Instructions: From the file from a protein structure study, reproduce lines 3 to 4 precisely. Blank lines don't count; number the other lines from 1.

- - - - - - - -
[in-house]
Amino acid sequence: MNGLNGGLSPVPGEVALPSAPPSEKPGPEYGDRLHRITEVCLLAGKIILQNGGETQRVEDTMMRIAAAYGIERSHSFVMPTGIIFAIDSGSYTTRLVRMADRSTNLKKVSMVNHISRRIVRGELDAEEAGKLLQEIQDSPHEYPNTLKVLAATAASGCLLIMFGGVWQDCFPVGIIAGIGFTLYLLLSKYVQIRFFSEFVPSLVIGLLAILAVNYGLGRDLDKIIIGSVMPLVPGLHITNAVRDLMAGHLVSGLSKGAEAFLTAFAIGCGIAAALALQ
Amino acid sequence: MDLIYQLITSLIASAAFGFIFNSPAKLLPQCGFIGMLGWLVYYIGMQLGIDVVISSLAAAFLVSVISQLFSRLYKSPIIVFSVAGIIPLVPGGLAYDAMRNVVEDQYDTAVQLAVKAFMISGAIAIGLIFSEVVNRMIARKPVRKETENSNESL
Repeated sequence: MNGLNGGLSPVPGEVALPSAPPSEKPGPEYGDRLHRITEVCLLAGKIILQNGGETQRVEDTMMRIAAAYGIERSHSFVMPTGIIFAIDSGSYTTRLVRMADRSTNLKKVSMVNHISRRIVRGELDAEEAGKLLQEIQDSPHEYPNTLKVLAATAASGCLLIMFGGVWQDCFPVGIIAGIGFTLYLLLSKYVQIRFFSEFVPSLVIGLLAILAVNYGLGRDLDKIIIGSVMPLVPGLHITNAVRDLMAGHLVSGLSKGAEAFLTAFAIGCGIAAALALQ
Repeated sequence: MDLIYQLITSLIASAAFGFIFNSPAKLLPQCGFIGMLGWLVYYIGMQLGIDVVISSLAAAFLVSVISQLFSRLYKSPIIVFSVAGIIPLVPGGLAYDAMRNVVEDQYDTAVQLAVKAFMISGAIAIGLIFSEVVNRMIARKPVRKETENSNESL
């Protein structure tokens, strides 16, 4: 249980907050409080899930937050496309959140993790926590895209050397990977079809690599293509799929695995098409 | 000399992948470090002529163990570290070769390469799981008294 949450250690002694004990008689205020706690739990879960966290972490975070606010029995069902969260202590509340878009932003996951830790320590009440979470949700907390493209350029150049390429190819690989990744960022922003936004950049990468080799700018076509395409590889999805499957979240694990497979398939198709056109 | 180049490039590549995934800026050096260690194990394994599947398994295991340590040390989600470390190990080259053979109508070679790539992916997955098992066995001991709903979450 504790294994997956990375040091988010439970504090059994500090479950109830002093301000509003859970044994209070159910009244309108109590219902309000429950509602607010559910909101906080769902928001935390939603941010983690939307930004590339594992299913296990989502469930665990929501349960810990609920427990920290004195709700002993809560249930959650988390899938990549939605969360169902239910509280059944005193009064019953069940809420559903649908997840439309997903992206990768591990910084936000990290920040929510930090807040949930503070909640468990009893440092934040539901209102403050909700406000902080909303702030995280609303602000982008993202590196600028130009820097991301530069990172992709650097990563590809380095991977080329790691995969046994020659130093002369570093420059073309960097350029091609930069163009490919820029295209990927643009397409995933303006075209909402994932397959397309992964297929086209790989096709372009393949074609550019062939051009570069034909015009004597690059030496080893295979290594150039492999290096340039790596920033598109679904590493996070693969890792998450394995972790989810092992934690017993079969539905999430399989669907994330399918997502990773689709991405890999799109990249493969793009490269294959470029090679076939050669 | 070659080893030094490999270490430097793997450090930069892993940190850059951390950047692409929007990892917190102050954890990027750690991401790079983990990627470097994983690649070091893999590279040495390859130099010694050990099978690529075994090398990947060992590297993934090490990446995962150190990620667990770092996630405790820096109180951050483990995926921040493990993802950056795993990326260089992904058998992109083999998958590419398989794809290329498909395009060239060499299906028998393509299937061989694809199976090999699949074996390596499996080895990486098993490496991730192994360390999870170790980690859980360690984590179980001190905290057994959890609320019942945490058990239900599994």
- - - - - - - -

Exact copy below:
Amino acid sequence: MDLIYQLITSLIASAAFGFIFNSPAKLLPQCGFIGMLGWLVYYIGMQLGIDVVISSLAAAFLVSVISQLFSRLYKSPIIVFSVAGIIPLVPGGLAYDAMRNVVEDQYDTAVQLAVKAFMISGAIAIGLIFSEVVNRMIARKPVRKETENSNESL
Repeated sequence: MNGLNGGLSPVPGEVALPSAPPSEKPGPEYGDRLHRITEVCLLAGKIILQNGGETQRVEDTMMRIAAAYGIERSHSFVMPTGIIFAIDSGSYTTRLVRMADRSTNLKKVSMVNHISRRIVRGELDAEEAGKLLQEIQDSPHEYPNTLKVLAATAASGCLLIMFGGVWQDCFPVGIIAGIGFTLYLLLSKYVQIRFFSEFVPSLVIGLLAILAVNYGLGRDLDKIIIGSVMPLVPGLHITNAVRDLMAGHLVSGLSKGAEAFLTAFAIGCGIAAALALQ